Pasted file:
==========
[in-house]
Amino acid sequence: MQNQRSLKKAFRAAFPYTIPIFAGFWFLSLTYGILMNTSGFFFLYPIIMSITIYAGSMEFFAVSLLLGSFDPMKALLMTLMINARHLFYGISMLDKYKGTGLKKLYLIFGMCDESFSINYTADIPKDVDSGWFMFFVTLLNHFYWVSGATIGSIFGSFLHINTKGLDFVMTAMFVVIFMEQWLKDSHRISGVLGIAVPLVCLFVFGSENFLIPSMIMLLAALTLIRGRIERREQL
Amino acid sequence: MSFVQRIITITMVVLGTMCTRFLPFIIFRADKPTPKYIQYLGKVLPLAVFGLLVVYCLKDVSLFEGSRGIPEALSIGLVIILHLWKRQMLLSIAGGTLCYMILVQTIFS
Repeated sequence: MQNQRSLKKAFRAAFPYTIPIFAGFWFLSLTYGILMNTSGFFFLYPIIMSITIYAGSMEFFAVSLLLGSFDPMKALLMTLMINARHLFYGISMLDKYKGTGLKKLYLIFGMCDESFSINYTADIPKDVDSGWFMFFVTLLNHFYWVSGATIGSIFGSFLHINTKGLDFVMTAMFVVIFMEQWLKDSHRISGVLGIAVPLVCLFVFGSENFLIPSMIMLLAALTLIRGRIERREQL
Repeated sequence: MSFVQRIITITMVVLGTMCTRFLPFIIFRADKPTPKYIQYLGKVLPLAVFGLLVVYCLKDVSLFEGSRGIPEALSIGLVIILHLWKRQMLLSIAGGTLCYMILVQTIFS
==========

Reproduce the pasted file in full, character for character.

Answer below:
[in-house]
Amino acid sequence: MQNQRSLKKAFRAAFPYTIPIFAGFWFLSLTYGILMNTSGFFFLYPIIMSITIYAGSMEFFAVSLLLGSFDPMKALLMTLMINARHLFYGISMLDKYKGTGLKKLYLIFGMCDESFSINYTADIPKDVDSGWFMFFVTLLNHFYWVSGATIGSIFGSFLHINTKGLDFVMTAMFVVIFMEQWLKDSHRISGVLGIAVPLVCLFVFGSENFLIPSMIMLLAALTLIRGRIERREQL
Amino acid sequence: MSFVQRIITITMVVLGTMCTRFLPFIIFRADKPTPKYIQYLGKVLPLAVFGLLVVYCLKDVSLFEGSRGIPEALSIGLVIILHLWKRQMLLSIAGGTLCYMILVQTIFS
Repeated sequence: MQNQRSLKKAFRAAFPYTIPIFAGFWFLSLTYGILMNTSGFFFLYPIIMSITIYAGSMEFFAVSLLLGSFDPMKALLMTLMINARHLFYGISMLDKYKGTGLKKLYLIFGMCDESFSINYTADIPKDVDSGWFMFFVTLLNHFYWVSGATIGSIFGSFLHINTKGLDFVMTAMFVVIFMEQWLKDSHRISGVLGIAVPLVCLFVFGSENFLIPSMIMLLAALTLIRGRIERREQL
Repeated sequence: MSFVQRIITITMVVLGTMCTRFLPFIIFRADKPTPKYIQYLGKVLPLAVFGLLVVYCLKDVSLFEGSRGIPEALSIGLVIILHLWKRQMLLSIAGGTLCYMILVQTIFS